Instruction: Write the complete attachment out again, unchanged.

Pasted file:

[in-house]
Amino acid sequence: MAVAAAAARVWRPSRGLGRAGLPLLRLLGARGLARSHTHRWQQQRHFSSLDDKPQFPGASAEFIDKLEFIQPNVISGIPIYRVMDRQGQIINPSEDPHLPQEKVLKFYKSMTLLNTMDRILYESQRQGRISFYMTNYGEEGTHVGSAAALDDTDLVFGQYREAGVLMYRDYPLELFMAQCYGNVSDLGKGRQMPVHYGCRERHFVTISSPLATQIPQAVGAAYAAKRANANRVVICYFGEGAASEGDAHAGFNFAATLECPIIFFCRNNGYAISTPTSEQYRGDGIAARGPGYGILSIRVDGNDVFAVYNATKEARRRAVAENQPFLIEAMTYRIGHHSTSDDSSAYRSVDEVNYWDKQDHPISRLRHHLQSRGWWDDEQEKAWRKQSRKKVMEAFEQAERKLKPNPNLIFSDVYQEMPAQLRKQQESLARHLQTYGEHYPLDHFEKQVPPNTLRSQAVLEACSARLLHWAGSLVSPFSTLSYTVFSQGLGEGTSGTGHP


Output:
[in-house]
Amino acid sequence: MAVAAAAARVWRPSRGLGRAGLPLLRLLGARGLARSHTHRWQQQRHFSSLDDKPQFPGASAEFIDKLEFIQPNVISGIPIYRVMDRQGQIINPSEDPHLPQEKVLKFYKSMTLLNTMDRILYESQRQGRISFYMTNYGEEGTHVGSAAALDDTDLVFGQYREAGVLMYRDYPLELFMAQCYGNVSDLGKGRQMPVHYGCRERHFVTISSPLATQIPQAVGAAYAAKRANANRVVICYFGEGAASEGDAHAGFNFAATLECPIIFFCRNNGYAISTPTSEQYRGDGIAARGPGYGILSIRVDGNDVFAVYNATKEARRRAVAENQPFLIEAMTYRIGHHSTSDDSSAYRSVDEVNYWDKQDHPISRLRHHLQSRGWWDDEQEKAWRKQSRKKVMEAFEQAERKLKPNPNLIFSDVYQEMPAQLRKQQESLARHLQTYGEHYPLDHFEKQVPPNTLRSQAVLEACSARLLHWAGSLVSPFSTLSYTVFSQGLGEGTSGTGHP